Lack of concern when using hotel Wi-Fi could place users at risk, security experts warn

Most hotels now offer internet access to their visitors and it’s something that many of us take advantage of to get online when travelling. But we rarely stop to consider the privacy implications.

In a recent survey we asked 2,512 thousand people about their internet access when staying in hotels.

The vast majority (94%) do connect to hotel Wi-Fi when it is available. And why not? Hotel Wi-Fi is often free and may be faster than mobile internet. And if there’s no mobile signal it might be the only option for broadband access.

But 58% also said they do not worry about being monitored when using a hotel’s internet service. This could be a risk to privacy, and could even expose private data to criminals, some of whom are now attacking hotel Wi-Fi to gain access to data from high value targets.


According to our survey the most popular uses for hotel Wi-Fi are email and web browsing, followed by social media. And a small but significant number (26%) also said they used it for work. Many of these activities will involve logging into secure systems and accessing confidential information. 

Being targeted by professional criminals is probably not a concern for many of us, but that doesn’t mean you shouldn’t take precautions. Casual hackers could take advantage of weak Wi-Fi security to intercept data, something which is scarily easy to achieve with minimal knowledge using free tools.

There are also wider privacy issues which affect everybody. Hotels might be recording information about user activity. And Daniel B. Brown, security consultant at Farrpoint, says that hotels could profit off this by selling to a data broker. “Data-Brokers like Acxiom have over 1500 pieces of information on over 700 million consumers and it is very likely you will be one of those 700 million.”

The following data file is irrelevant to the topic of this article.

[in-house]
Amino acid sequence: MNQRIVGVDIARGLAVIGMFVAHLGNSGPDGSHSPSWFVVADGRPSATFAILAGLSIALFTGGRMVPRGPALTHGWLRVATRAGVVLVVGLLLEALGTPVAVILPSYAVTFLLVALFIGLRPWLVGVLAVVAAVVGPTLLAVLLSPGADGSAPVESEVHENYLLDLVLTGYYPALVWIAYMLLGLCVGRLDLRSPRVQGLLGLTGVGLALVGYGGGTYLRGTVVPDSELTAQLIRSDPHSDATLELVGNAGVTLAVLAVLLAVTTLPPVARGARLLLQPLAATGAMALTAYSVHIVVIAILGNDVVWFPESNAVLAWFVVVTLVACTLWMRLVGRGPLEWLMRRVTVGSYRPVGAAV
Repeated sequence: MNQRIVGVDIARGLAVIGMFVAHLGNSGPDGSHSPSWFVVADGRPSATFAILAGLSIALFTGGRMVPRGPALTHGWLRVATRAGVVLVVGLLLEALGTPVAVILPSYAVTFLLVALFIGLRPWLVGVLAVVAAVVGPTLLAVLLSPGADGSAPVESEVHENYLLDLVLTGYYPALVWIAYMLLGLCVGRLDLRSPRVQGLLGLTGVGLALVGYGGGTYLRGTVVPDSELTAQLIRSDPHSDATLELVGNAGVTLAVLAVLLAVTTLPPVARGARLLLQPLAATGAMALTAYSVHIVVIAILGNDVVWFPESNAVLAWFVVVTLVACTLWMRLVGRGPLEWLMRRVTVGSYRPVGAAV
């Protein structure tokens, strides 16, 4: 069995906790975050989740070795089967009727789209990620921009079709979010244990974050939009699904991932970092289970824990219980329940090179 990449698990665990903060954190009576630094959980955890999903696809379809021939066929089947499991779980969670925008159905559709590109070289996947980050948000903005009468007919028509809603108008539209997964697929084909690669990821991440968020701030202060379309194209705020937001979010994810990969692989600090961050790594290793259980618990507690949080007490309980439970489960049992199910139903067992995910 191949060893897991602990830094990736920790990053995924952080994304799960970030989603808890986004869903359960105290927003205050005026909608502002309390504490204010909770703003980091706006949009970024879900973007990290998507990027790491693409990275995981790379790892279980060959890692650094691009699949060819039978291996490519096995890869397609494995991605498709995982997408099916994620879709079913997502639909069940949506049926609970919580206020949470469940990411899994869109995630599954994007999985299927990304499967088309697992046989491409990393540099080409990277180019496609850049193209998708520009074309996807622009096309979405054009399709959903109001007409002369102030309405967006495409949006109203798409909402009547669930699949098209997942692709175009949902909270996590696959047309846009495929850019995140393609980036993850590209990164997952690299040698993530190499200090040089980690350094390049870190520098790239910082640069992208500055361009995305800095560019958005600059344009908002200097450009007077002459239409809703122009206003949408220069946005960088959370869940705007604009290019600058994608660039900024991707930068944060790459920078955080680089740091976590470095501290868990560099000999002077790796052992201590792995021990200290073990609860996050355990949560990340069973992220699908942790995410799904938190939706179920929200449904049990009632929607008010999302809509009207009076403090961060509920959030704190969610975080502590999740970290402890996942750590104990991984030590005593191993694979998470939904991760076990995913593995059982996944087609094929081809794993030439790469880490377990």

Aside from the security and privacy problems, our survey also found a few areas where hotels could improve Wi-Fi service for customers.

By far the biggest complaint about hotel Wi-Fi was the speed, but hotel Wi-Fi users also had problems with signal strength, hassle with logging in, and the requirement to provide personal information in order to get online.

Hotels might have good reasons for gathering information about customers, but with the introduction of new data protection laws next year they will need to think carefully about how the information is used and stored, or risk severe fines for breaching the tough new rules.

Five tips for protecting yourself on public Wi-Fi

While there are risks you don’t need to stop using public Wi-Fi hotspots completely. Here a few ways to improve security and privacy and avoid common pitfalls.

1. Use a VPN

Virtual Private Networks (VPN) provide an encrypted link to the internet. When using a VPN your data is hidden from prying eyes, whether that’s a hacker or the internet service provider. Our guide to VPNs will show you how to use these handy services.

2. Make sure you’re connected to the right network

One trick hackers use to fish for victims is setting up a fake wireless access point which looks like the real thing. When connecting to any Wi-Fi network make sure the name is exactly correct.

3. Only transmit private data on secure web sites

If you’re logging into a web site or sending private information make sure it’s using HTTPS - this is typically indicated by a padlock symbol in the URL bar - otherwise the communication could be intercepted by anyone listening in on the network. When using sites without HTTPS assume your activity is being recorded and act accordingly.

4. Disable file sharing

Make sure devices are not set to allow file sharing over the network, or you could unintentionally grant other users on the network access to your files. On Windows head into the Network & Sharing Center. On Mac OS these settings are found in Sharing under System Preferences.

5. Keep all your software up to date

You should be doing this anyway, but when using public Wi-Fi it’s especially important to ensure you’ve got the latest operating system and security software patches. Download and install these before you leave home.